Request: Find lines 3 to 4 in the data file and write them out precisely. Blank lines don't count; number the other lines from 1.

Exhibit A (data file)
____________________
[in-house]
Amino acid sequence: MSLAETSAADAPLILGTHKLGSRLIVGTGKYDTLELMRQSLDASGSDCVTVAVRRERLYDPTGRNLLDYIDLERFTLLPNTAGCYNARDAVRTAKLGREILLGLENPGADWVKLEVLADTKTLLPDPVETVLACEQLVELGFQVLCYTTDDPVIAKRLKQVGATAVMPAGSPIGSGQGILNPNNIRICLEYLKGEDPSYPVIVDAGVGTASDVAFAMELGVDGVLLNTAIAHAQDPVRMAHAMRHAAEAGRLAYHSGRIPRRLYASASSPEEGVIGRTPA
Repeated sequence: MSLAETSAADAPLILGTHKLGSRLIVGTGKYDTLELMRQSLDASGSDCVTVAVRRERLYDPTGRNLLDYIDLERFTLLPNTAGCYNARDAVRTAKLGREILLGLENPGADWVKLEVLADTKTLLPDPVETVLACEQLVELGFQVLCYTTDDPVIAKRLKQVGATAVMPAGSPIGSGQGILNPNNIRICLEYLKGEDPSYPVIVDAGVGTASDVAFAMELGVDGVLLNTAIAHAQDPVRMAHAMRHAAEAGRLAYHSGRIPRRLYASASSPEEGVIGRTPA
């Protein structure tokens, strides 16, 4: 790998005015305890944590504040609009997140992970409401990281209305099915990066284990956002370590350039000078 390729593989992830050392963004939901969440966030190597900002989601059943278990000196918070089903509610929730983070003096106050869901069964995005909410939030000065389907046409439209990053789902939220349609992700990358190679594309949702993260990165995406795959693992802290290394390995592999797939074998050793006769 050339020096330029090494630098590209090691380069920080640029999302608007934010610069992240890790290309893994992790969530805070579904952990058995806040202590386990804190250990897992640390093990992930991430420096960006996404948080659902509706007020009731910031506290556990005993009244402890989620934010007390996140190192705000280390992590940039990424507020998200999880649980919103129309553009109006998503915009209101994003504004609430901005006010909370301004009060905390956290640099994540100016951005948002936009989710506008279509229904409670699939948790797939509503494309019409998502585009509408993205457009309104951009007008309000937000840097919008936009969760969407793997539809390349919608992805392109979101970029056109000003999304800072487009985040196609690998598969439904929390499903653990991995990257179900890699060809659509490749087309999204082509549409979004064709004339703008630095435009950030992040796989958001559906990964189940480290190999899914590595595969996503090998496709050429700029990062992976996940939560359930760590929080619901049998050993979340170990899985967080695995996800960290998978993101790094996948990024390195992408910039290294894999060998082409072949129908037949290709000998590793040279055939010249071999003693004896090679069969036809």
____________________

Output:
Repeated sequence: MSLAETSAADAPLILGTHKLGSRLIVGTGKYDTLELMRQSLDASGSDCVTVAVRRERLYDPTGRNLLDYIDLERFTLLPNTAGCYNARDAVRTAKLGREILLGLENPGADWVKLEVLADTKTLLPDPVETVLACEQLVELGFQVLCYTTDDPVIAKRLKQVGATAVMPAGSPIGSGQGILNPNNIRICLEYLKGEDPSYPVIVDAGVGTASDVAFAMELGVDGVLLNTAIAHAQDPVRMAHAMRHAAEAGRLAYHSGRIPRRLYASASSPEEGVIGRTPA
């Protein structure tokens, strides 16, 4: 790998005015305890944590504040609009997140992970409401990281209305099915990066284990956002370590350039000078 390729593989992830050392963004939901969440966030190597900002989601059943278990000196918070089903509610929730983070003096106050869901069964995005909410939030000065389907046409439209990053789902939220349609992700990358190679594309949702993260990165995406795959693992802290290394390995592999797939074998050793006769 050339020096330029090494630098590209090691380069920080640029999302608007934010610069992240890790290309893994992790969530805070579904952990058995806040202590386990804190250990897992640390093990992930991430420096960006996404948080659902509706007020009731910031506290556990005993009244402890989620934010007390996140190192705000280390992590940039990424507020998200999880649980919103129309553009109006998503915009209101994003504004609430901005006010909370301004009060905390956290640099994540100016951005948002936009989710506008279509229904409670699939948790797939509503494309019409998502585009509408993205457009309104951009007008309000937000840097919008936009969760969407793997539809390349919608992805392109979101970029056109000003999304800072487009985040196609690998598969439904929390499903653990991995990257179900890699060809659509490749087309999204082509549409979004064709004339703008630095435009950030992040796989958001559906990964189940480290190999899914590595595969996503090998496709050429700029990062992976996940939560359930760590929080619901049998050993979340170990899985967080695995996800960290998978993101790094996948990024390195992408910039290294894999060998082409072949129908037949290709000998590793040279055939010249071999003693004896090679069969036809």